<meta name=“Title” content=“red” token=“4”>
 provides a virtual map to a specified indexing map. In one preferred embodiment, the token provides a map to the Bib-1 (Bibliographic 1)indexing map, which is an internationally accepted indexing map. This allows for language independence in several ways. A first is language independence based on different languages—e.g. English vs. French. The other is term based e.g.- topic vs. subject.
 For example, the Token “4” represents title, or the title of a resource. We can then apply this to our local schema to provide meaning to searchers regardless of language. A searcher may be located in a French speaking country or an English speaking country and may need to search a resource that is not in his or her native language. However, a searcher will typically search or think in his or her native language. In searching for a document name or title a searcher may formulate a search query tailored to find all documents where “titre” contains “Justice”. However, since “titre” is the French translation of the English word “title”, such a query would not necessarily find English language documents having a “title” that contains “Justice” since the “title” field would not be searched.
 On the other hand, when tokens are implemented, the following steps would enable a search for documents where the “title” or “titre” field contains “Justice”. The first step in a token-implemented search requires a client side mapping where a client finds the “titre” field in a token map and translates it to a numeric, alpha-numeric or character-based token, e.g. Token=“4”. Then, the search string is modified to coincide with the server that will be searched. For example, the search query would be modified to select all documents where Token=“4” contains “Justice”.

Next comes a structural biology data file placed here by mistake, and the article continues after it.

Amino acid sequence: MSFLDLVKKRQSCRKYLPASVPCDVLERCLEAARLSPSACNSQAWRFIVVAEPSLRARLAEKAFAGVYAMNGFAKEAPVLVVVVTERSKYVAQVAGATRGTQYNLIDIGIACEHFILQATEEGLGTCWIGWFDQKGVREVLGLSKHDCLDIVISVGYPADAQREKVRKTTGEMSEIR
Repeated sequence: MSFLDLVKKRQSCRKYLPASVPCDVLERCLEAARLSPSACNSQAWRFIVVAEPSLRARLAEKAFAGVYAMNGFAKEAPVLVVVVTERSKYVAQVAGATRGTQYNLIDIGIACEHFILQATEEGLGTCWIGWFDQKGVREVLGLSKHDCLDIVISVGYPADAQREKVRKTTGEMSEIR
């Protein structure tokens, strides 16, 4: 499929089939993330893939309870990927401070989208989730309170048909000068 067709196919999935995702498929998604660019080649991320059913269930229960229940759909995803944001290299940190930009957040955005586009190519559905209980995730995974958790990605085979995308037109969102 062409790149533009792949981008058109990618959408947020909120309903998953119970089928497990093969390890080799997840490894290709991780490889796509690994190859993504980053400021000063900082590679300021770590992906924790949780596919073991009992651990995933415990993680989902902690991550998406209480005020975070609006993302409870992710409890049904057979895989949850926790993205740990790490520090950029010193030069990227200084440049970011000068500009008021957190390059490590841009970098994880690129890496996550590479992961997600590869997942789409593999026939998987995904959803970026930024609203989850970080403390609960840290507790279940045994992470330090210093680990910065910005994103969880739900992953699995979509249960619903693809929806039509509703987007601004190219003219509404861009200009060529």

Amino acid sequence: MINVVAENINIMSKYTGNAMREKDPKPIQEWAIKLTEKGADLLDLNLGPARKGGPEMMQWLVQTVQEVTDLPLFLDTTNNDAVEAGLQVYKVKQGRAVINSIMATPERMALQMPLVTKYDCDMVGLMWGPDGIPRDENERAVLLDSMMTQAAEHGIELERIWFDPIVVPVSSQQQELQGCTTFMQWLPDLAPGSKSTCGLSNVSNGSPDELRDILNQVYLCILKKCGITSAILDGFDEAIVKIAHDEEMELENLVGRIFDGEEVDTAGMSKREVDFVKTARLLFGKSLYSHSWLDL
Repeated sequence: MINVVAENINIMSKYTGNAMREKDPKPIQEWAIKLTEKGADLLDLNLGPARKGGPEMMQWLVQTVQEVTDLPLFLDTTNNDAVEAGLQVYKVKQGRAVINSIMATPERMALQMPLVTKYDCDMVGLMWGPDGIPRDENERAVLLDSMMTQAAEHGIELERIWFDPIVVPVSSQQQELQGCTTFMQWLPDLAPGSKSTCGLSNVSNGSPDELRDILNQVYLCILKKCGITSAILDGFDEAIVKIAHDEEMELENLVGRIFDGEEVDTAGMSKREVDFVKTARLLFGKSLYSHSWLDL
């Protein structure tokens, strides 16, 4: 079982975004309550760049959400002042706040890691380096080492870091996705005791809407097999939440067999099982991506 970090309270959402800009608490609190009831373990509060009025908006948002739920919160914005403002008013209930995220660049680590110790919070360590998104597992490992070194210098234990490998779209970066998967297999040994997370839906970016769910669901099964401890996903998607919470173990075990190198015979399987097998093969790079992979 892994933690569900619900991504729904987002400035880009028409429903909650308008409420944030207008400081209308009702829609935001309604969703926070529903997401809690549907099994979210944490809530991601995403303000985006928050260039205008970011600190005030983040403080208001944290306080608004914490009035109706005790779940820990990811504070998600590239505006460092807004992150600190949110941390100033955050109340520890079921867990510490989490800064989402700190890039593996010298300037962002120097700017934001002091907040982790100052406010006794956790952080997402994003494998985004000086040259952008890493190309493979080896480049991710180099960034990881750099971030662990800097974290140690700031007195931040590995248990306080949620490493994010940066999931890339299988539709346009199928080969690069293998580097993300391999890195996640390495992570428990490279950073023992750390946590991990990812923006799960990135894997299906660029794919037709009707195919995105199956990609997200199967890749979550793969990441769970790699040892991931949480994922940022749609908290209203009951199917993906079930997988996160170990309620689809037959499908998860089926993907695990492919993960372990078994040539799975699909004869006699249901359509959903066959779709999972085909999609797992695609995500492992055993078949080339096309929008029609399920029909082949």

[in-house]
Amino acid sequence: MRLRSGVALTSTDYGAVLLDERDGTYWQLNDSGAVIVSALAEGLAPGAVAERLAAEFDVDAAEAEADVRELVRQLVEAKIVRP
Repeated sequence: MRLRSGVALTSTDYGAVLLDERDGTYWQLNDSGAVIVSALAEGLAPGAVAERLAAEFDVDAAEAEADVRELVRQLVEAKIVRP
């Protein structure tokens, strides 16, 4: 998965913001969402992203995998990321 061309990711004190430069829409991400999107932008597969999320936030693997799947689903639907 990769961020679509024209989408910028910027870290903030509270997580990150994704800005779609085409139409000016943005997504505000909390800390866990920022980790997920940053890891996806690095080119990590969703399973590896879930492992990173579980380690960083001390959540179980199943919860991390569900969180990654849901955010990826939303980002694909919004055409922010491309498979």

Next, the modified search query is delivered to the server being searched. Finally, the server would return the results to the searcher.
 The following examples expand and demonstrate the logic that is followed by the token interfaces and how tokens are treated when hitting an external server. Using the example query mentioned above, a searcher may easily search a server in the United States from a client in Canada, which is French-speaking. If we were to perform the search without the use of tokens we would receive very bad results.
 Select all documents where titre contains “Justice” Well, in English, “Titre” is actually “Title”, the field would not be found or we would need to code an English and French Search page and all searchers would have to perform the searches in the native language of the server. However, this would only be feasible if the searcher knows the Language of the server.
 The other problem involves searching in the same language in catalogs that may use different names for various fields. For example, a search catalog may have a totally different name for title, such as “subject”, “topic”, “resource-title” or the like. If a query designed to select all documents where “title” contains “Justice” were submitted to such a server, the search would not work because there is no field in the catalog called title. Thus, the complexity and problems of searching such a catalog have just increased dramatically.